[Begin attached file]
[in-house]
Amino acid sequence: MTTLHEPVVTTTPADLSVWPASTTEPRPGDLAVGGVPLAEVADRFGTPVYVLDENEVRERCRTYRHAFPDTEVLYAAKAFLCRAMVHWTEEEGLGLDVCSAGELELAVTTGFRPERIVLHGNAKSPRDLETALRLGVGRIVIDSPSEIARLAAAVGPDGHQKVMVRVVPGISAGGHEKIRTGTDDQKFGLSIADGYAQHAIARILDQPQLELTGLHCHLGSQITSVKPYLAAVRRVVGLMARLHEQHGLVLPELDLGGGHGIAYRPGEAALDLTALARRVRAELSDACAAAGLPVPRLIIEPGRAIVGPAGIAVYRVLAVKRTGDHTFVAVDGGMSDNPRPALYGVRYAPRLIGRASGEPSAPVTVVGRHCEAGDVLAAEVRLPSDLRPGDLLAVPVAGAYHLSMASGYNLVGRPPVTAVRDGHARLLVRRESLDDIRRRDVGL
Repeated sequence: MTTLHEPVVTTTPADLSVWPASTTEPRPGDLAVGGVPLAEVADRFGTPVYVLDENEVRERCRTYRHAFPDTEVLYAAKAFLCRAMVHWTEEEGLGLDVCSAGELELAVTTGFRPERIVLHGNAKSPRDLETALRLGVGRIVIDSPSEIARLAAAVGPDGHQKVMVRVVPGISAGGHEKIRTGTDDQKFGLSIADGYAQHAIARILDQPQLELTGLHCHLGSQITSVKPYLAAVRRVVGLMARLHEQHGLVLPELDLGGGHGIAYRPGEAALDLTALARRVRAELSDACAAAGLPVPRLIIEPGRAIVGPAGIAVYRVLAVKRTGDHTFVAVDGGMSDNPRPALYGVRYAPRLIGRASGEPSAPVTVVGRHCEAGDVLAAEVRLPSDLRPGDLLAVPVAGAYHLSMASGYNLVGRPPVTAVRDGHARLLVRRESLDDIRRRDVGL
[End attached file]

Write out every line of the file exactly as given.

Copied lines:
[in-house]
Amino acid sequence: MTTLHEPVVTTTPADLSVWPASTTEPRPGDLAVGGVPLAEVADRFGTPVYVLDENEVRERCRTYRHAFPDTEVLYAAKAFLCRAMVHWTEEEGLGLDVCSAGELELAVTTGFRPERIVLHGNAKSPRDLETALRLGVGRIVIDSPSEIARLAAAVGPDGHQKVMVRVVPGISAGGHEKIRTGTDDQKFGLSIADGYAQHAIARILDQPQLELTGLHCHLGSQITSVKPYLAAVRRVVGLMARLHEQHGLVLPELDLGGGHGIAYRPGEAALDLTALARRVRAELSDACAAAGLPVPRLIIEPGRAIVGPAGIAVYRVLAVKRTGDHTFVAVDGGMSDNPRPALYGVRYAPRLIGRASGEPSAPVTVVGRHCEAGDVLAAEVRLPSDLRPGDLLAVPVAGAYHLSMASGYNLVGRPPVTAVRDGHARLLVRRESLDDIRRRDVGL
Repeated sequence: MTTLHEPVVTTTPADLSVWPASTTEPRPGDLAVGGVPLAEVADRFGTPVYVLDENEVRERCRTYRHAFPDTEVLYAAKAFLCRAMVHWTEEEGLGLDVCSAGELELAVTTGFRPERIVLHGNAKSPRDLETALRLGVGRIVIDSPSEIARLAAAVGPDGHQKVMVRVVPGISAGGHEKIRTGTDDQKFGLSIADGYAQHAIARILDQPQLELTGLHCHLGSQITSVKPYLAAVRRVVGLMARLHEQHGLVLPELDLGGGHGIAYRPGEAALDLTALARRVRAELSDACAAAGLPVPRLIIEPGRAIVGPAGIAVYRVLAVKRTGDHTFVAVDGGMSDNPRPALYGVRYAPRLIGRASGEPSAPVTVVGRHCEAGDVLAAEVRLPSDLRPGDLLAVPVAGAYHLSMASGYNLVGRPPVTAVRDGHARLLVRRESLDDIRRRDVGL